Multiple inert gas elimination technique

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The multiple inert gas elimination technique (MIGET) is a medical technique used mainly in pulmonology that involves measuring the concentrations of various infused, inert gases in mixed venous blood, arterial blood, and expired gas of a subject. The technique quantifies true shunt, physiological dead space ventilation, ventilation versus blood flow (VA/Q) ratios, and diffusion limitation.

Background[edit]

Hypoxemia is generally attributed to one of four processes: hypoventilation, shunt (right to left), diffusion limitation, and ventilation/perfusion (VA/Q) inequality.[1] Moreover, there are also "extrapulmonary" factors that can contribute to fluctuations in arterial PO2.

There are several measures of hypoxemia that can be assessed, but there are various limitations associated with each. It was for this reason that the MIGET was developed, to overcome the shortcomings of previous methods.[2][3][4][5]

Theoretical basis[edit]

Steady-state gas exchange in the lungs obeys the principles of conservation of mass.[6] This leads to the ventilation/perfusion equation for oxygen:

and for carbon dioxide:

where:

  • Cc' denotes the end-capillary concentration of the gas (mL/dL),
  • Cv denotes the mixed venous concentration of the gas (mL/dL),
  • PI denotes the inspired partial pressure of the gas (mmHg), and
  • PA denotes the alveolar partial pressure of the gas (mmHg)
  • VA/Q denotes the ratio of alveolar ventilation to cardiac output

For the purposes of utilizing the MIGET, the equations have been generalized for an inert gas (IG):

where:

  • solubility is the ratio of concentration to partial pressure expressed in mL of gas dissolved per dL of blood per mmHg of the gas in blood

Assuming diffusion equilibration is complete for the inert gas, dropping the subscript IG, and substituting the blood-gas partition coefficient (λ) renders:

Rearranging:

where:

  • Pv denotes the mixed venous partial pressure of the gas (mmHg)
  • Pc' denotes the end-capillary partial pressure of the gas (mmHg)

This equation is the foundation for the MIGET, and it demonstrates that the fraction of inert gas not eliminated from the blood via the lung is a function of the partition coefficient and the VA/Q ratio. This equation operates under the presumption that the lung is perfectly homogenous. In this model, retention (R) is measured from the ratio PA/Pv. Stated mathematically:

From this equation, we can measure the levels of each inert gas retained in the blood. The relationship between retention (R) and VA/Q can be summarized as follows: As VA/Q for a given λ increases, R decreases; however, this relationship between VA/Q and R is the most obvious at values of VA/Q between ten times higher and lower than a gas's λ. Beyond this, however, it is possible to measure the concentrations of the inert gases in the expired gas from the subject. The ratio of the mixed expired concentration to the mixed venous concentration has been termed excretion (E) and describes the ventilation to regions of varying VA/Q. When taken together:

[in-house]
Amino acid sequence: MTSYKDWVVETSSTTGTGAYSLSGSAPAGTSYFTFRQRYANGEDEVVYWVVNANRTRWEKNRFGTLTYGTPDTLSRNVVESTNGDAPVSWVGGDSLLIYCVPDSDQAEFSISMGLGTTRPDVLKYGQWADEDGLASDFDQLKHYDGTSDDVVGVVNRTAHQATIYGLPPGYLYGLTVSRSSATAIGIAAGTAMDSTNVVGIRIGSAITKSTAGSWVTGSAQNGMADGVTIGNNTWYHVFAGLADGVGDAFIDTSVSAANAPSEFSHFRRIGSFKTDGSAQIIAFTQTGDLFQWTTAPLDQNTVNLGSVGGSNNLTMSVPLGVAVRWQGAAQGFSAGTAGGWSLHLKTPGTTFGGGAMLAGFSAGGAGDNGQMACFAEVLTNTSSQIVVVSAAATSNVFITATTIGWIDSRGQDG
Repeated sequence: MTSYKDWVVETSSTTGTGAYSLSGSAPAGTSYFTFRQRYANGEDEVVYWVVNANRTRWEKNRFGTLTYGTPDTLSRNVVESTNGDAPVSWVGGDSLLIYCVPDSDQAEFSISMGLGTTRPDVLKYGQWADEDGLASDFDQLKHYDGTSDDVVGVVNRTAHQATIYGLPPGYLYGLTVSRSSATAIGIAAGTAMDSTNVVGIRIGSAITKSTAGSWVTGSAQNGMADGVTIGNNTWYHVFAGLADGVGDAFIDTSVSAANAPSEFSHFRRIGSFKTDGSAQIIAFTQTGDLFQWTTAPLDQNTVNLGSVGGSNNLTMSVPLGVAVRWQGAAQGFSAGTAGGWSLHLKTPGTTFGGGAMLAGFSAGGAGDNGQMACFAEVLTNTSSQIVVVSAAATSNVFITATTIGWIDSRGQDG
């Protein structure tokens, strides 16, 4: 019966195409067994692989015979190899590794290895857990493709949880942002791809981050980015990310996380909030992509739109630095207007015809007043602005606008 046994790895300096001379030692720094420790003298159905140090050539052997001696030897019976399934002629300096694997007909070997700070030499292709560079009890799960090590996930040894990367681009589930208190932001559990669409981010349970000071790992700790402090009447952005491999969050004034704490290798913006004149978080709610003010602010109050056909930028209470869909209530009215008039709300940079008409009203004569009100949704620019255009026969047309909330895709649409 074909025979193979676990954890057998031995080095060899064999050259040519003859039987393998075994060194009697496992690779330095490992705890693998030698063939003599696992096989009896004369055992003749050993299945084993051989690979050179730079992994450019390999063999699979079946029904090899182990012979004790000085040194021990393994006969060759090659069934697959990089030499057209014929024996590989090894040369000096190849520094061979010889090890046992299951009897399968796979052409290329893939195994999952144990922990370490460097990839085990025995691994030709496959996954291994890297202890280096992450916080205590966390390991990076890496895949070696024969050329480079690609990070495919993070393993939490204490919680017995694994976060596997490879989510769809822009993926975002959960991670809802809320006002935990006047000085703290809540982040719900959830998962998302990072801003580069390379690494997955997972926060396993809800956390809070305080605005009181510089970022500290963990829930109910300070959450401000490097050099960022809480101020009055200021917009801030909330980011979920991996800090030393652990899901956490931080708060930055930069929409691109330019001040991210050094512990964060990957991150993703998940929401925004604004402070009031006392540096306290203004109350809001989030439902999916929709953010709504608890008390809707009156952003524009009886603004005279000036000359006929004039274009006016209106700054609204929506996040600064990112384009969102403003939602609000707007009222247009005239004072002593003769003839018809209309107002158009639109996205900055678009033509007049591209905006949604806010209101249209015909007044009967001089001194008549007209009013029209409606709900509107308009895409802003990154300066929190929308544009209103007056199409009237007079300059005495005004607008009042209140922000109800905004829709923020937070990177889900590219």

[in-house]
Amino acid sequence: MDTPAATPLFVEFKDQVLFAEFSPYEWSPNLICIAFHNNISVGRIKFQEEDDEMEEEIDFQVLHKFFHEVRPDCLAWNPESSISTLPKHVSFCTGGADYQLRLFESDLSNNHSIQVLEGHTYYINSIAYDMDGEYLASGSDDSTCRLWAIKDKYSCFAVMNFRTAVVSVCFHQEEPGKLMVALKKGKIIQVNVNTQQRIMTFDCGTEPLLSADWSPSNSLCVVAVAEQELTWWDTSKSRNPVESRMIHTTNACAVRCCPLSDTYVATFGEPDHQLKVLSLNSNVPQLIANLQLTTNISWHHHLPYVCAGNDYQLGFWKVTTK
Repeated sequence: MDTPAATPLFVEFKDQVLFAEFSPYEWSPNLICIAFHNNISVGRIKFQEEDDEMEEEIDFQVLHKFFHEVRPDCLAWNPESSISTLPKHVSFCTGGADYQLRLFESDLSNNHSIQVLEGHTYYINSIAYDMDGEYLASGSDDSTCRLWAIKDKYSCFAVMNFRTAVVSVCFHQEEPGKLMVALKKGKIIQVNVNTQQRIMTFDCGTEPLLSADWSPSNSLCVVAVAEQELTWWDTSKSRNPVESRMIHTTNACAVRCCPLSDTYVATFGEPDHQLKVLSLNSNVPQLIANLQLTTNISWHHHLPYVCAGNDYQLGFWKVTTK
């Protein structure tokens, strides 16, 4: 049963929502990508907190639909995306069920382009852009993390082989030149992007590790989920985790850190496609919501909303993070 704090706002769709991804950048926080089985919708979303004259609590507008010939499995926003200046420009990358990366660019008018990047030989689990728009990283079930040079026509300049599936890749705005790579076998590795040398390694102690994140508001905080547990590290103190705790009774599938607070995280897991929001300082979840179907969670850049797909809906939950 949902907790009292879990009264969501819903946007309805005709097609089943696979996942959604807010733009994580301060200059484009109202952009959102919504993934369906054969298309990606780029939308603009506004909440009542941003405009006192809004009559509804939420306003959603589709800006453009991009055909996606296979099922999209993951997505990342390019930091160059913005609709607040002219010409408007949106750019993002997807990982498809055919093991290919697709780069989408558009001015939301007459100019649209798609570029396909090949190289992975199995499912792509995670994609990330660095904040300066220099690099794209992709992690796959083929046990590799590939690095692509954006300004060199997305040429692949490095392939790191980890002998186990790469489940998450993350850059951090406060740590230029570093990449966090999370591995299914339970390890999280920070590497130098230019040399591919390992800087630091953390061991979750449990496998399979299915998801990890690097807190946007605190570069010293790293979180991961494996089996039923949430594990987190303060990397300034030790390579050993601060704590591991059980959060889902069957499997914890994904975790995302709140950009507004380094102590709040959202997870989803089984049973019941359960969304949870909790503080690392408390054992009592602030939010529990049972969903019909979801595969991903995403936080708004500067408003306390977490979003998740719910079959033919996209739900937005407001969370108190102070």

where:

  • VIG denotes volume of an inert gas eliminated per minute (mL/min)
  • VE denotes minute ventilation (mL/min)
  • QT denotes cardiac output (mL/min)

When observing a collection of alveoli in which PO2 and PCO2 are uniform, local alveolar ventilation and local blood flow define VA/Q:

From these equations it can be deduced that to have knowledge of either retention or excretion implies knowledge of the other. Moreover, a similar understanding exists for the relationship between the distribution of blood flow and the distribution of ventilation.[6]

Limitations[edit]

The data produced by the MIGET is an approximation of the distribution of VA/Q ratios across the entire lung. It has been estimated that nearly 100,000 gas exchange units exist in the human lung;[7] this could lead to a theoretical maximum of VA/Q compartments as high as 100,000, in that case.

References[edit]

  1. ^ West, JB (2008). Pulmonary Pathophysiology - The Essentials. Baltimore, MD: Lippincott Williams & Wilkins. 
  2. ^ Wagner, PD; Saltzman, HA; West, JB (1974). "Measurement of continuous distributions of ventilation-perfusion ratios: theory". J Appl Physiol. 36: 588–599. 
  3. ^ Wagner, PD; Naumann, PF; Laravuso, RB (1974). "Simulatenous measurement of eight foreign gases in blood by gas chromatography". J Appl Physiol. 36: 600–605. 
  4. ^ Wagner, PD; Laravuso, RB; Uhl, RR; West, JB (1974). "Continuous distributions of ventilation-perfusion ratios in normal subjects breathing air and 100% O2". J Clin Invest. 54: 54–68. doi:10.1172/jci107750. 
  5. ^ Evans, JW; Wagner, PD (1977). "Limits on VA/Q distributions from analysis or experimental inert gas elimination". J Appl Physiol. 42: 889–898. 
  6. ^ a b Wagner, PD (2008). "The multiple inert gas elimination technique (MIGET)". Intensive Care Med. 34: 994–1001. doi:10.1007/s00134-008-1108-6. 
  7. ^ Young, I; Mazzone, RW; Wagner, PD (1980). "Identification of functional lung unit in the dog by graded vascular embolization". J Appl Physiol Respirat Environ Exercise Physiol. 49: 132–141.